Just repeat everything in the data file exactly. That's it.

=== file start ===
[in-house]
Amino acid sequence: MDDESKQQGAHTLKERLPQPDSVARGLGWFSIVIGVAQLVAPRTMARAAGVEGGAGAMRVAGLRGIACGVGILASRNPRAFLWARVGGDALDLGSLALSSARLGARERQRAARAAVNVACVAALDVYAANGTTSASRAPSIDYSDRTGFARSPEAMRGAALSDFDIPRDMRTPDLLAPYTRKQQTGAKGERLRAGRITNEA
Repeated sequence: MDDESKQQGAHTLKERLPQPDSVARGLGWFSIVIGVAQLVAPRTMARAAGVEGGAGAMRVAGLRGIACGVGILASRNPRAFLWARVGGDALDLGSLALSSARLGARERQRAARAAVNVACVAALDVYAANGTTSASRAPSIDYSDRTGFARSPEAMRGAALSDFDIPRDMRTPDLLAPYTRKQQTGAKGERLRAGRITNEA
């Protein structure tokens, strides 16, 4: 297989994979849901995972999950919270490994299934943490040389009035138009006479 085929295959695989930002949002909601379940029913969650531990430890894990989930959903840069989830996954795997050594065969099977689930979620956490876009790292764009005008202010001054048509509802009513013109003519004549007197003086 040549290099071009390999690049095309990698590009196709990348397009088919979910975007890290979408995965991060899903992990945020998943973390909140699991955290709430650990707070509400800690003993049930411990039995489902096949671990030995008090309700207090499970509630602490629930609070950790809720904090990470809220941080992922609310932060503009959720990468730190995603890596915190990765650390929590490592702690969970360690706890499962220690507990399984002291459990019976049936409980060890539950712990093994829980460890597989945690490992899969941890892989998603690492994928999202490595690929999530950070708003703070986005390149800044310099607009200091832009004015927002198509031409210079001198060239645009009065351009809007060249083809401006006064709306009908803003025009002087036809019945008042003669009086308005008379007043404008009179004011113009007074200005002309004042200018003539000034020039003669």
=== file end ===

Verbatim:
[in-house]
Amino acid sequence: MDDESKQQGAHTLKERLPQPDSVARGLGWFSIVIGVAQLVAPRTMARAAGVEGGAGAMRVAGLRGIACGVGILASRNPRAFLWARVGGDALDLGSLALSSARLGARERQRAARAAVNVACVAALDVYAANGTTSASRAPSIDYSDRTGFARSPEAMRGAALSDFDIPRDMRTPDLLAPYTRKQQTGAKGERLRAGRITNEA
Repeated sequence: MDDESKQQGAHTLKERLPQPDSVARGLGWFSIVIGVAQLVAPRTMARAAGVEGGAGAMRVAGLRGIACGVGILASRNPRAFLWARVGGDALDLGSLALSSARLGARERQRAARAAVNVACVAALDVYAANGTTSASRAPSIDYSDRTGFARSPEAMRGAALSDFDIPRDMRTPDLLAPYTRKQQTGAKGERLRAGRITNEA
């Protein structure tokens, strides 16, 4: 297989994979849901995972999950919270490994299934943490040389009035138009006479 085929295959695989930002949002909601379940029913969650531990430890894990989930959903840069989830996954795997050594065969099977689930979620956490876009790292764009005008202010001054048509509802009513013109003519004549007197003086 040549290099071009390999690049095309990698590009196709990348397009088919979910975007890290979408995965991060899903992990945020998943973390909140699991955290709430650990707070509400800690003993049930411990039995489902096949671990030995008090309700207090499970509630602490629930609070950790809720904090990470809220941080992922609310932060503009959720990468730190995603890596915190990765650390929590490592702690969970360690706890499962220690507990399984002291459990019976049936409980060890539950712990093994829980460890597989945690490992899969941890892989998603690492994928999202490595690929999530950070708003703070986005390149800044310099607009200091832009004015927002198509031409210079001198060239645009009065351009809007060249083809401006006064709306009908803003025009002087036809019945008042003669009086308005008379007043404008009179004011113009007074200005002309004042200018003539000034020039003669």